As part of its 50th anniversary celebrations, the Brac’s Layman E. Scott Sr. High School held a special thanksgiving service last month.
The service, organized by the anniversary celebratory committee headed by Wanda Tatum and Yvette Gayle, was held on Sunday, Jan. 29, at the Aston Rutty Civic Centre. It marked the official launch of the school’s 50th “Golden” anniversary and was attended by various dignitaries from education and government, along with alumni and members of the community, a press release states. Special guests included Premier Alden McLaughlin, Deputy Premier Moses Kirkconnell, Minister of Education, Employment and Gender Affairs Tara Rivers, and Acting Chief Education Officer Lyneth Monteith. The school’s first principal, the late Layman E. Scott, was represented by family members who were in attendance.
According to the school’s website, the Cayman Brac Secondary Modern School opened on Jan. 23, 1967 with 73 students and 4 staff members.
“Previous to this time, the Jamaica Local Centre had been the only Government facility whereby Brac students could pursue education beyond Standard 6 – which represented 8 years of formal schooling – with most students reaching this point at about 14 years of age,” it states.
The site notes that those who were successful in passing first, second and third year exams at the Centre were eligible to pursue enrollment at either Shortwood or Mico Teachers Colleges in Jamaica. Otherwise male students either usually opted for a career at sea, while females sought out whatever employment could be found on the Brac.
“Some moved to Grand Cayman to explore the possibilities of further education or employment there, and a few went to Jamaica as well as the USA,” the site notes.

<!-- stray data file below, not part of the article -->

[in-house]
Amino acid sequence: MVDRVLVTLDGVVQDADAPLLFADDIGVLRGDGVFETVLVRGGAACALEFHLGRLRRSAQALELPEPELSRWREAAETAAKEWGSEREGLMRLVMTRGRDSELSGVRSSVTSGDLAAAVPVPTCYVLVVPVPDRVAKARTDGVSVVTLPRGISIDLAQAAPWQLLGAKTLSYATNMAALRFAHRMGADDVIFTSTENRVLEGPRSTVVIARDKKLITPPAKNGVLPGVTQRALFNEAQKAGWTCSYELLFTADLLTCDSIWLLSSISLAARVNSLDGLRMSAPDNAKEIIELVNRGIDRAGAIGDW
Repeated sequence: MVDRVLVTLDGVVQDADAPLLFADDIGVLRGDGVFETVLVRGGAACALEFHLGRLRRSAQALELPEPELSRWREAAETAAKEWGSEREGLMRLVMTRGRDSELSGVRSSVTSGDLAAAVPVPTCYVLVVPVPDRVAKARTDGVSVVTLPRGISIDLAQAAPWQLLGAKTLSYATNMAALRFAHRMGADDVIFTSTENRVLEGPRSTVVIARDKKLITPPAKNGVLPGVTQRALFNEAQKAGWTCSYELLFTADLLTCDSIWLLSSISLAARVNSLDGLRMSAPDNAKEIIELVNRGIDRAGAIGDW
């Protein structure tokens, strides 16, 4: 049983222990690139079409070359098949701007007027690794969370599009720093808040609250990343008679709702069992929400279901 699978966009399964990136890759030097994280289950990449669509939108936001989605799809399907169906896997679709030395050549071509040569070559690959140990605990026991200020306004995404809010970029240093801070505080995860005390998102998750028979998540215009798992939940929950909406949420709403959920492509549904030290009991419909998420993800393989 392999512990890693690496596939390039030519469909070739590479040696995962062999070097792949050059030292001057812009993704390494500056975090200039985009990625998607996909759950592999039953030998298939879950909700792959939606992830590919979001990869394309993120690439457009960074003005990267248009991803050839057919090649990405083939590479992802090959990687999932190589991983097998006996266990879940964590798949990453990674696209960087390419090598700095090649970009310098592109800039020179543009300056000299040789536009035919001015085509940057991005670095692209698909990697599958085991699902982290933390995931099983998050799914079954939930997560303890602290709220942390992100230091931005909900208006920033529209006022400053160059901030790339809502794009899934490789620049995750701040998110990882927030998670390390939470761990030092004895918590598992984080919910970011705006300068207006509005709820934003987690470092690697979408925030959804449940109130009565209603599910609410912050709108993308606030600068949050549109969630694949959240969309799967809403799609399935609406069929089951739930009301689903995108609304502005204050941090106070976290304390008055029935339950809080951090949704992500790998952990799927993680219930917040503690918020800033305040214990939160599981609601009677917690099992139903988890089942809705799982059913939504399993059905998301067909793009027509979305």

“Often this meant that an entire family would relocate in pursuit of higher education and/or employment. The evidence of this lies in the many successful long term enterprises on Grand Cayman which are owned by Cayman Brackers.”
According to the site, the school’s origins lie in the efforts of Sister Islands elected representative, Capt. Keith Tibbetts, who along with his colleague Burns Rutty, had fought for a high school on the Brac for many years. With a grant from Colonial Development Funds from the U.K. the school was built at an estimated cost of £20,000 by local builder Lee Jervis, supervised by U.K.-based Voluntary Service Overseas engineer Mike Griffiths, and completed in December 1966. Mr. Scott, who was working in Canada, was recruited by Chief Education Officer Islay Conolly to be the first principal. Teachers G. Hartwell Wood of Bodden Town, Joan Hughes of the U.K., and Virginia Tibbetts, only 15 at the time, of Cayman Brac made up the rest of the staff.
In his address at the thanksgiving service, Mr. McLaughlin praised the vision of those who worked to establish the school in 1967.
“The school’s motto is ‘Whatever your hands find to do, do it with all your might,’” he noted.
“Given the high rate of achievement of Brac students over the years, it is apparent that this is a motto that students, faculty and staff have embraced and emulated,” he continued, commenting the school has succeeded in preparing students for life, work and tertiary education.
The service also featured a performance from the school choir, and several speakers, including remarks from former student Stephen Ryan, who underscored the importance of acknowledging God in all our accomplishments. Heidi Knowlton-Wallace and Elisa Ryan-Brown gave vocal performances and accompanying music was provided by the school’s music teacher, Kasandra Scott-Salazar.
The school’s 50th anniversary celebrations continue until July 2017. Information can be found on www.facebook.com/lshs50ann.